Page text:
Bread may not be a very old word, but it is old enough, and, whatever its age, its origin has not been discovered. However, the harder the riddle, the more interesting it is to try to solve it. Even if the answer evades us, it does not follow that we have learned nothing along the way.
Two recent posts (part 1 and part 2) were devoted to the origin of the word bride, and it occurred to me that a quick look at a few other br-words might be of some use. Breed, brood, and bread have been more than once invoked in trying to explain the etymology of the troublesome Germanic noun. […]
So where did the word bride come from? Granted, the initial meaning of bride is not entirely clear, but neither is it hopelessly opaque. Whatever the interpretation, the bride has always been a woman who will soon become a wife, and the mystery surrounding the sought-after etymology comes as a surprise, regardless of whether the initial sense of the noun was “the woman to be married,” “the woman after the consummation of the marriage rite,” or even “daughter-in-law” ~ “a new female member of the adopting family.”
Many thanks to those who have commented on the recent posts and written me privately. My expertise is in Germanic, with occasional timid inroads into the rest of Indo-European. Therefore, I cannot answer questions about Arabic and Chinese. Below, I’ll say something about Hittite, but, obviously, for my information I depend on the authority of others.
The blog named “The Oxford Etymologist,” which started on March 1, 2008, and which appears every Wednesday, rain or shine (this is Post no. 663), owes many of its topics to association. Some time ago, I wrote about the puzzling Gothic verb liugan “to lie, tell falsehoods” and “to marry” (August 15, 2018) and about the etymology of the English verb bless (October 12, 2016).
Not too long ago (12 October 2016), I wrote a post about the etymology of the verb bless and decided that my next topic would be blood, because bless and blood meet, even if in an obscure way. But more pressing business—the origin of liver (21 March 2018) and kidney (11 April 2018)—prevented me from meeting that self-imposed deadline. Today, Dracula-like, I am ready to tackle blood.
Of course is such a trivial phrase that few, I am afraid, will be interested in its history. And yet, what can be stranger than the shape of this most common two-word group?
To find out how you pay your dues, you have to read the whole post. It would be silly to begin with the culmination. The story will be about phonetics and table talk (first about phonetics).
In a jiffy: Stephen Goranson has offered several citations of this idiom (it means “in a trice”), possibly pointing to its origin in sailor slang. English is full of phrases that go back to the language of sailors, some of which, like tell it to the marines, by and large, and the cut of one’s jib (to cite a few), are well-known.
As a matter of fact, it is a long story, because the distant origin of hate—the word, not the feeling—is far from clear. As usual, we should try to determine the earliest meaning of our word (for it may be different from the one we know) and search for the cognates in and outside Germanic. At the beginning of the month (see the post for 1 August 2018), a good deal was said about the Gothic language.
In 1882, Mark Twain gave a short speech titled “On the Decay of the Art of Lying,” not his best or wittiest. I assume that Oscar Wilde did not miss the published text of that speech, for seven years later, he brought out a kind of treatise in the form of a dialogue with a similar title, namely, “The Decay of Lying—An Observation,” one of his most powerful and brilliant (as always, too brilliant) essays.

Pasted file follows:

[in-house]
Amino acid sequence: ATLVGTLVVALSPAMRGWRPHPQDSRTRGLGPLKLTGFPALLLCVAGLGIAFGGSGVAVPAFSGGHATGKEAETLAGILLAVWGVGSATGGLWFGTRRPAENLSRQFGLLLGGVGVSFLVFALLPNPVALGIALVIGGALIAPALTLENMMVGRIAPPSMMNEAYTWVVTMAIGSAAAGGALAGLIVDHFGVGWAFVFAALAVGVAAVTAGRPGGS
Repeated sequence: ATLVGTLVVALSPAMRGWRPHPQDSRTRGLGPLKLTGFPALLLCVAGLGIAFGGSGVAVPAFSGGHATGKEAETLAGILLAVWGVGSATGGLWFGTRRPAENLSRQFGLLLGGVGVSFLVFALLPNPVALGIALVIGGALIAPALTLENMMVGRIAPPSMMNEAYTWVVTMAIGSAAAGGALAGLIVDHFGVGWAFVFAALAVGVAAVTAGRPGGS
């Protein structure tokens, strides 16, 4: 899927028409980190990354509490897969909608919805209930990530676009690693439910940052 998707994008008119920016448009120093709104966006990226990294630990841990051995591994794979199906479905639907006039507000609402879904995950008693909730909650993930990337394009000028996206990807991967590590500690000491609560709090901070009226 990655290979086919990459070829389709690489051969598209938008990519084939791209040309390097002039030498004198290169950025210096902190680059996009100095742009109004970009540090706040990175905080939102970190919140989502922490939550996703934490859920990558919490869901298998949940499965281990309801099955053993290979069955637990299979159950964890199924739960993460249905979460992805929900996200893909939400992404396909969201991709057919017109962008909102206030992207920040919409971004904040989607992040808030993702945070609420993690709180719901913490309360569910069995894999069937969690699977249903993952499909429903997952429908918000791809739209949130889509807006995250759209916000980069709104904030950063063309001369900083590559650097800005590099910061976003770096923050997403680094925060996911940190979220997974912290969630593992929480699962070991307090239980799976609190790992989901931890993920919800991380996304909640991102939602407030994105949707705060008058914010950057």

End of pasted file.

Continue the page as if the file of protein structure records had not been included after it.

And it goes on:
It would be unwise to leave the topic of emotions (see the posts on anger, dread, and fear), without saying something about hate and hatred. Although hate refers to intense dislike, it is curious to observe how diluted the word has become: today we can hate orange juice, a noisy neighbor, even our own close relative, and of course we hate not finding the objects we have mislaid. For some reason, to dislike, have little regard for, and resent are not enough for expressing our dissatisfaction.
Work on a project for reformed spelling is underway (under way). Three comments and letters have come to my notice. Masha Bell called our attention to useful and useless double letters. No doubt, account and arrive do not need their cc and rr, and I am all for abolishing them. I won’t live long enough to see acquire spelled as akwire, but perhaps aquire will satisfy future generations?
There is a feeling that idioms resist interference. A red herring cannot change its color any more than the leopard can change its spots. And yet variation here is common. For instance, talk a blue streak coexists with swear (curse) a blue streak. One even finds to swear like blue blazes (only the color remains intact). A drop in the bucket means the same as a drop in the ocean. We can cut something to bits or to pieces, and so forth.
There will be no revelations below. I owe all I have to say to my database and especially to the papers by Ian F. Hancock (1979) and Dingxu Shi (1992). But surprisingly, my folders contain an opinion that even those two most knowledgeable researchers have missed, and I’ll mention it below for what it is worth. Several important dictionaries tell us that pidgin is a “corruption” of Engl. business, and I am not in a position to confirm or question their opinion.
My discussion of idioms does not rest on a solid foundation. In examining the etymology of a word, I can rely on the evidence of numerous dictionaries and on my rich database. The linguists interested in the origin of idiomatic phrases wade through a swamp. My database of such phrases is rather rich, but the notes I have amassed are usually “opinions,” whose value is hard to assess. Sometimes the origin of a word is at stake.